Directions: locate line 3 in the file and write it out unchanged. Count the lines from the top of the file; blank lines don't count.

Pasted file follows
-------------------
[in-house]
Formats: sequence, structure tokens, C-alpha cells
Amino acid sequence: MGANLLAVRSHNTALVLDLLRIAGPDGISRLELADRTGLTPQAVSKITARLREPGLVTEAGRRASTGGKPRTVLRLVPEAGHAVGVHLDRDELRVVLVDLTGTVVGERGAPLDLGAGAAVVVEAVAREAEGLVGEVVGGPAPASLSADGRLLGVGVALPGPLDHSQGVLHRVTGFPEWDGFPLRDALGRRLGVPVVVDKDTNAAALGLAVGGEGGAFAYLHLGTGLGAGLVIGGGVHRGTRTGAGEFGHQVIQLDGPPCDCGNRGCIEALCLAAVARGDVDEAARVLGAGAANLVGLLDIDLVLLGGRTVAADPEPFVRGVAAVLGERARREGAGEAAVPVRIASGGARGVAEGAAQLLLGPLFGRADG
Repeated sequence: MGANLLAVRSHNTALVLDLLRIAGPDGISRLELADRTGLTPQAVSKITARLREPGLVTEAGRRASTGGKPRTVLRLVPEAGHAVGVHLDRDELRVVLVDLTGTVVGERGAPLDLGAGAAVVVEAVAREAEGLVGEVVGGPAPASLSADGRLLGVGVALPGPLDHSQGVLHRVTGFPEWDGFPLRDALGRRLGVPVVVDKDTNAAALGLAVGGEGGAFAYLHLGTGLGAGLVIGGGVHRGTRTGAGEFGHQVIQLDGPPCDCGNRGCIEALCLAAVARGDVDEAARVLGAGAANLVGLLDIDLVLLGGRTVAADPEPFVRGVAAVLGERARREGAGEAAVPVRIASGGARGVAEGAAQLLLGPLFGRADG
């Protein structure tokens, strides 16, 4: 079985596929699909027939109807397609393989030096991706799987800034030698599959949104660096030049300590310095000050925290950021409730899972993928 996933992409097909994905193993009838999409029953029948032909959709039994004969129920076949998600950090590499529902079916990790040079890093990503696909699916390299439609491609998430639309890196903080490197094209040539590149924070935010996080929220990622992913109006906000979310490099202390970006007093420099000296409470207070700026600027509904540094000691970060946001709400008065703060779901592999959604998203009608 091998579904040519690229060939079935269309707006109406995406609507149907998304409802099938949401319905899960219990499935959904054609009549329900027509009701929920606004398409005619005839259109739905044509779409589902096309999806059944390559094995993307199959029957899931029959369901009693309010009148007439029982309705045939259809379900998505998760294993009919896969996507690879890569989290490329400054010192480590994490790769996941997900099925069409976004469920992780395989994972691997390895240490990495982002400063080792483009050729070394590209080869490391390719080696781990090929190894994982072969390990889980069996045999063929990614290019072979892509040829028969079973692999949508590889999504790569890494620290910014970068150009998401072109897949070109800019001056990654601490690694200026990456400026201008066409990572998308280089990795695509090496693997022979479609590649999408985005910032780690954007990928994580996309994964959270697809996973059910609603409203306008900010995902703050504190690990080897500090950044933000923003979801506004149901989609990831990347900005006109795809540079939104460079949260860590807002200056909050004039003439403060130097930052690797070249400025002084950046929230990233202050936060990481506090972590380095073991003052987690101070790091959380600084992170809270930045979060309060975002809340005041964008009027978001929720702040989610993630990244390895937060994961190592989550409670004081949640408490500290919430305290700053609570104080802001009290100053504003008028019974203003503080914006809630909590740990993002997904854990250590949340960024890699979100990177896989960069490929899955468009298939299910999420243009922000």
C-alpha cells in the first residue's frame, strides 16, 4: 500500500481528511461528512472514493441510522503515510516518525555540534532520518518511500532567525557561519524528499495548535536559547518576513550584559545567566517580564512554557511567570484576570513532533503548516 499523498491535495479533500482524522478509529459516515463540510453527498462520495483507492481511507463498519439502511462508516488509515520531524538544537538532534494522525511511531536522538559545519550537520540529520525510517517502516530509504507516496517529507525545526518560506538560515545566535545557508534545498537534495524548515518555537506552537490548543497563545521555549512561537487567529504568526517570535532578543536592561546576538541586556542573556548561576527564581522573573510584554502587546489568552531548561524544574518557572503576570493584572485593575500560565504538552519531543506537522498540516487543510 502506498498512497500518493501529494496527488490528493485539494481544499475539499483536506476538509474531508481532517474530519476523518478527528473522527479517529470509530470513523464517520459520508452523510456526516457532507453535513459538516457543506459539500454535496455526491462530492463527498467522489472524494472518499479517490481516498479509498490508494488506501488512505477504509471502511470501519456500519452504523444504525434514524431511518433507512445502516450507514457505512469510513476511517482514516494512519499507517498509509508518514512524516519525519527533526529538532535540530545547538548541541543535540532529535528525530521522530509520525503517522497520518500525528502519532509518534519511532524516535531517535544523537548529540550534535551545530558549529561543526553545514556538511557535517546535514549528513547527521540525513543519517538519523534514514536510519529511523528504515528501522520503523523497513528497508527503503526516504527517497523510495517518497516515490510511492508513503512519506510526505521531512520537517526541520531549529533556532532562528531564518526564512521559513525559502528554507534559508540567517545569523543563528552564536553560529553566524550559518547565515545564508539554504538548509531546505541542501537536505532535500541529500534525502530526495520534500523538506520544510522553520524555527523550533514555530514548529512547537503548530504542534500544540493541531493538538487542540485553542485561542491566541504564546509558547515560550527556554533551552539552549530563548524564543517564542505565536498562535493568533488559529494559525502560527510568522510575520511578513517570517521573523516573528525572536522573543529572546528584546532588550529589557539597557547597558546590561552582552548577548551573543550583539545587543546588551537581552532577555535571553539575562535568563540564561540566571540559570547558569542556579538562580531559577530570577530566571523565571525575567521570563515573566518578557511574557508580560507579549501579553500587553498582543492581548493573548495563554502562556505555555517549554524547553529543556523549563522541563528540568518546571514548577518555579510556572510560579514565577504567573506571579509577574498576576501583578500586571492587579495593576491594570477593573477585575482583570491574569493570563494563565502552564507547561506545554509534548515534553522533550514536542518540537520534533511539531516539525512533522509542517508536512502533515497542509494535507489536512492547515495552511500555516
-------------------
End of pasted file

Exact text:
Amino acid sequence: MGANLLAVRSHNTALVLDLLRIAGPDGISRLELADRTGLTPQAVSKITARLREPGLVTEAGRRASTGGKPRTVLRLVPEAGHAVGVHLDRDELRVVLVDLTGTVVGERGAPLDLGAGAAVVVEAVAREAEGLVGEVVGGPAPASLSADGRLLGVGVALPGPLDHSQGVLHRVTGFPEWDGFPLRDALGRRLGVPVVVDKDTNAAALGLAVGGEGGAFAYLHLGTGLGAGLVIGGGVHRGTRTGAGEFGHQVIQLDGPPCDCGNRGCIEALCLAAVARGDVDEAARVLGAGAANLVGLLDIDLVLLGGRTVAADPEPFVRGVAAVLGERARREGAGEAAVPVRIASGGARGVAEGAAQLLLGPLFGRADG